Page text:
Tommy Orange’s debut novel has been one of the few fiction titles to break through in a year when politics and Trump-related books have sucked much of the air out of the room. The good news is that of the handful of novels getting read and discussed these days, the attention given to “There There” is fully warranted. The novel opens with several short character studies of Native Americans living in and around Oakland over the last few decades; the stories begin to interconnect and overlap as the novel moves toward its inevitably ill-fated conclusion. Along the way, the observations of this motley group of single moms, petty drug dealers, estranged family members, and dysfunctional shut-ins are funny, poignant, and heartbreaking.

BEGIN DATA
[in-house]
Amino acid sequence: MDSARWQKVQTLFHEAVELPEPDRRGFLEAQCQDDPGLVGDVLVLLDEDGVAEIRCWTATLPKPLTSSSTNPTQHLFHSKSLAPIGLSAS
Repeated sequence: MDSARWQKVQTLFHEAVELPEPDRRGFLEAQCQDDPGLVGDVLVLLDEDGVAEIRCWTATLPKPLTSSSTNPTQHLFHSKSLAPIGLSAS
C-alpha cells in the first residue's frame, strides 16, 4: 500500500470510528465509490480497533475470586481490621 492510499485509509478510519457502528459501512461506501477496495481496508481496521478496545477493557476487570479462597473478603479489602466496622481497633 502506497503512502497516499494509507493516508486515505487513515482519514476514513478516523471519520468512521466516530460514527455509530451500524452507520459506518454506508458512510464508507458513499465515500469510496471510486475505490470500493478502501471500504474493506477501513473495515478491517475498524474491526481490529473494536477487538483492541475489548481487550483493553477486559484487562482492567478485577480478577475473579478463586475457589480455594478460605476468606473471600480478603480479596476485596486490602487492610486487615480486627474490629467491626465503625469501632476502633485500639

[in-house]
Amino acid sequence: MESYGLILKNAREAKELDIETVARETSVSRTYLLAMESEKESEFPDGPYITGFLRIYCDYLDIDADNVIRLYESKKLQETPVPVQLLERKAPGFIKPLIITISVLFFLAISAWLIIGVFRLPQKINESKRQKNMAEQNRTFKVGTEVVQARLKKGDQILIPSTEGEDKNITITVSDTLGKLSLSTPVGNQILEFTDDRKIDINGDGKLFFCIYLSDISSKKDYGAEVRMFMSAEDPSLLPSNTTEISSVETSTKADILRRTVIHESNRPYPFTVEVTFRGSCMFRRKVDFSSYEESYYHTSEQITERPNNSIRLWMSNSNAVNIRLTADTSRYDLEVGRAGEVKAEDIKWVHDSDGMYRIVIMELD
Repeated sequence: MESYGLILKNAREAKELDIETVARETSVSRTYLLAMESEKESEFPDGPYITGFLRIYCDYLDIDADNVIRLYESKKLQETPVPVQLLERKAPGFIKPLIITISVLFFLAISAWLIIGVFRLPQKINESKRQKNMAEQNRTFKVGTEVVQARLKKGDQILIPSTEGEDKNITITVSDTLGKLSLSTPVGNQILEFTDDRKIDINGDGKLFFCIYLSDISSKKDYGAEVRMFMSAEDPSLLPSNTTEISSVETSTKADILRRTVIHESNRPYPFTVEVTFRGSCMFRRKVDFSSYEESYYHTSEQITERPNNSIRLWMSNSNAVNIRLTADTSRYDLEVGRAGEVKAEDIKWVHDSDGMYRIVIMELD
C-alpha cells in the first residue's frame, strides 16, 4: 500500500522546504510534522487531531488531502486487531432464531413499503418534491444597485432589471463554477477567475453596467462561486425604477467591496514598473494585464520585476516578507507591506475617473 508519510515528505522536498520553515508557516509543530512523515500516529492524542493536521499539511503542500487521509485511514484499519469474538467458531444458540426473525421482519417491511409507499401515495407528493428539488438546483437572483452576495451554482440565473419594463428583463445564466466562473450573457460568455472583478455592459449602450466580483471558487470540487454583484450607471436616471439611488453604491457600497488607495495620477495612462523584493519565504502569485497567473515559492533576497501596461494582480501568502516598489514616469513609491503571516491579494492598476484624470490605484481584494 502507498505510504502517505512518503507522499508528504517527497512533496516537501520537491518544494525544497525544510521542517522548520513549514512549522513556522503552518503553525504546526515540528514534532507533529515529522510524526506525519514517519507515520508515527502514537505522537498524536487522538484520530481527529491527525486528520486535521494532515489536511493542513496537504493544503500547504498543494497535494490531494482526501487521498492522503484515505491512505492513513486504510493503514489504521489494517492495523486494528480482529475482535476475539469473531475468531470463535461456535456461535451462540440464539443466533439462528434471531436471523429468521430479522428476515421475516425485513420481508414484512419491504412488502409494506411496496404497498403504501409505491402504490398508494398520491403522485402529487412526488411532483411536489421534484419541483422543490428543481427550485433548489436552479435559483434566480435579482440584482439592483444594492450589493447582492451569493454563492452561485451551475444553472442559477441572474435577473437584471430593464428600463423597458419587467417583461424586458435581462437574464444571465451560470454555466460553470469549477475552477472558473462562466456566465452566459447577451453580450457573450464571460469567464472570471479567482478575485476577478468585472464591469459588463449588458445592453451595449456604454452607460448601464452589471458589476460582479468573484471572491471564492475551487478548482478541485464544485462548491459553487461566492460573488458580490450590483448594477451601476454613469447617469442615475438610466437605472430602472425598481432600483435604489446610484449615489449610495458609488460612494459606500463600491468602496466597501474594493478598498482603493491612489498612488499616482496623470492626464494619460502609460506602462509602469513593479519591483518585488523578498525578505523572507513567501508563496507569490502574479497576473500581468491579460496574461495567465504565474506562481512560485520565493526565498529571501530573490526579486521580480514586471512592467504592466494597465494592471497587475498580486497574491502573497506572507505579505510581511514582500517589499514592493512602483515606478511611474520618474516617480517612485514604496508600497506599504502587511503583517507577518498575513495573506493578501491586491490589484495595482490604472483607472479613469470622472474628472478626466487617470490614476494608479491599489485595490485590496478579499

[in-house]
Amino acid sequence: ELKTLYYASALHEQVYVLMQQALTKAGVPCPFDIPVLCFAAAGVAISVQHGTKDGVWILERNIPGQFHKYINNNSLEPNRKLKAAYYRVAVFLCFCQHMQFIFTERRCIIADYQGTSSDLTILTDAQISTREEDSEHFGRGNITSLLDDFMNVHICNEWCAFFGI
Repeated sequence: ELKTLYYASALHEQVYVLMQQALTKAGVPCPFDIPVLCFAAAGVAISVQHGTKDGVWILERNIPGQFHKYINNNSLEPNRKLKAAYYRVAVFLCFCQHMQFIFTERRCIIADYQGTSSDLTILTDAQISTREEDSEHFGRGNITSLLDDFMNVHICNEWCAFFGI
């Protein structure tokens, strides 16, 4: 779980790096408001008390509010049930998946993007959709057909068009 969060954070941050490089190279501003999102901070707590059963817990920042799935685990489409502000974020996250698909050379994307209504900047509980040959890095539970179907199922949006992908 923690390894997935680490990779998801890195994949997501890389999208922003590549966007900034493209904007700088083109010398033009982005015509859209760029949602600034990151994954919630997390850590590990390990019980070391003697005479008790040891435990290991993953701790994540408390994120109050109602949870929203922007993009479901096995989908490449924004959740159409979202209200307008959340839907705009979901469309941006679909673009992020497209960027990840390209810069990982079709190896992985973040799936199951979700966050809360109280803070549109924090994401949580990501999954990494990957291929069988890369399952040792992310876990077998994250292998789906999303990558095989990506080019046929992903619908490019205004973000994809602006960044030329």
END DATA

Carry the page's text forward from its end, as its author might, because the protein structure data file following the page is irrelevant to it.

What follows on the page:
Orange inhabits his diverse cast of characters with ease, portraying a proud but fraying culture that’s continually trying to find its authentic identity within a larger society that is indifferent, at best, and more frequently, outright hostile. The effects of 5+ centuries years of marginalization and antagonism toward Native Americans is unflinchingly grim.
Knobs of wisdom emerge unexpectedly in the text, rippling with meaning both for the characters on the page and for the part of us all that feels disenfranchised. Their outsider identities tap into something universal, but the extremity of their other-ness is on a scale that few of us can fully imagine.
We all lack the answers to larger questions of our existence — no matter our background or our lot in life. And the alienation that reverberates from life’s elusive mysteries is what drives us to “keep going.” It’s not a lot to hang your hat on, but there’s a morsel of solace to be found in that observation.